O2 slashes European roaming rates

Update: When in Rome, you won't have to pay to answer your phone

The UK's largest mobile phone operator is introducing a new roaming scheme for voice calls in Europe, whereby incoming calls — currently costing 35p per minute — will be free in exchange for a monthly supplement.

Starting immediately with UK customers roaming in Spain, the new tariff is planned to extend to 35 European territories by mid-2007. The supplement will cost £5 per month for individual customers, with small businesses having the option of buying 12 months at £2.50 per month. Outgoing calls, also currently at 35p a minute, will cost 25p per minute.

There is no word on whether data-roaming tariffs will also be cut.

Simon Gordon, O2 spokesman, said that O2's recent takeover by Spanish telecoms giant Telefonica was a key factor behind the move.

"What's changed is that working with Telefonica, we can get better scale, pull together better resources. In terms of making money, it's too early to say. We don't intend to lose money, but it's primarily a retention tool," explained Gordon, who indicated that the new tariff could be rolled out internationally.

"We're not adverse to the EC challenging wholesale prices. We'll look at other major markets such as the US afterwards, but we're doing Europe first," Gordon said.

This move is roughly in line with planned moves by the European Commission to force mobile roaming charges down across the EU. The Commission has been investigating roaming since 1999, and recently complained that despite every effort it had made, operators were still charging users up to 10 times the wholesale cost of a call.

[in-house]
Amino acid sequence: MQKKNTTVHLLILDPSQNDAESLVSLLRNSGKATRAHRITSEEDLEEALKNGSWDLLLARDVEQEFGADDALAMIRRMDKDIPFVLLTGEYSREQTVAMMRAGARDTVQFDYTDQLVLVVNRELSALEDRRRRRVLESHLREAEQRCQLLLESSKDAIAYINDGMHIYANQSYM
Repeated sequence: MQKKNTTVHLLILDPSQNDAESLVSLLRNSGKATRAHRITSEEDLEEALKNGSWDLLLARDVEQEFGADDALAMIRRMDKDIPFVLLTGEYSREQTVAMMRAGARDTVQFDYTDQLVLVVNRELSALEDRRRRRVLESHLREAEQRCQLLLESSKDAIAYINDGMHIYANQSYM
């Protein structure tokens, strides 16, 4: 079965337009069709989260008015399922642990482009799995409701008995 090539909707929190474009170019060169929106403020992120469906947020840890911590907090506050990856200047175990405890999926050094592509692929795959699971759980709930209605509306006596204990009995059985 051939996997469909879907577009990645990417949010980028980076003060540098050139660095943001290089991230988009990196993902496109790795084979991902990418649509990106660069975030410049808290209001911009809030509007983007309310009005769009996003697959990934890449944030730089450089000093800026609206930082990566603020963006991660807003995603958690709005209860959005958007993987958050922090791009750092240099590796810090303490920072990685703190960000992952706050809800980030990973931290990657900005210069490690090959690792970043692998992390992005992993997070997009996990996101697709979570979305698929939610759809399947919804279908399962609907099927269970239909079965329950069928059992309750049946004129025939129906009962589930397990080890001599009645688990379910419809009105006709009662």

Proposed regulation would reduce that to a maximum of 49 (euro) cents (32p) per minute for calls between European states, 33 cents (22p) within states and 16.5 cents (11p) for received calls. This, the Commission says, would result in an overall 70 percent reduction in charges. The regulation is due to come into force sometime next year.

One of O2's rivals was quick to claim the move showed that the mobile industry didn't need to be forced to operate fair roaming charges.

Robyn Durie, regulatory council for T-Mobile UK, said the change "made a mockery" of the Commission's proposal to regulate how much operators could charge for roaming services.

"The market has clearly demonstrated that there is no need for retail control of prices," said Durie, speaking at a Westminster eForum debate on telecoms regulation.

But Giles Chichester MEP, chairman of the Industry, External Trade, Research and Energy committee of the European Parliament, insisted that Europe's intervention had been crucial.

"The reaction [from industry] has been minimal, until we started having hearings in the European Parliament and encouraged the Commission to make these proposals," said Chichester.

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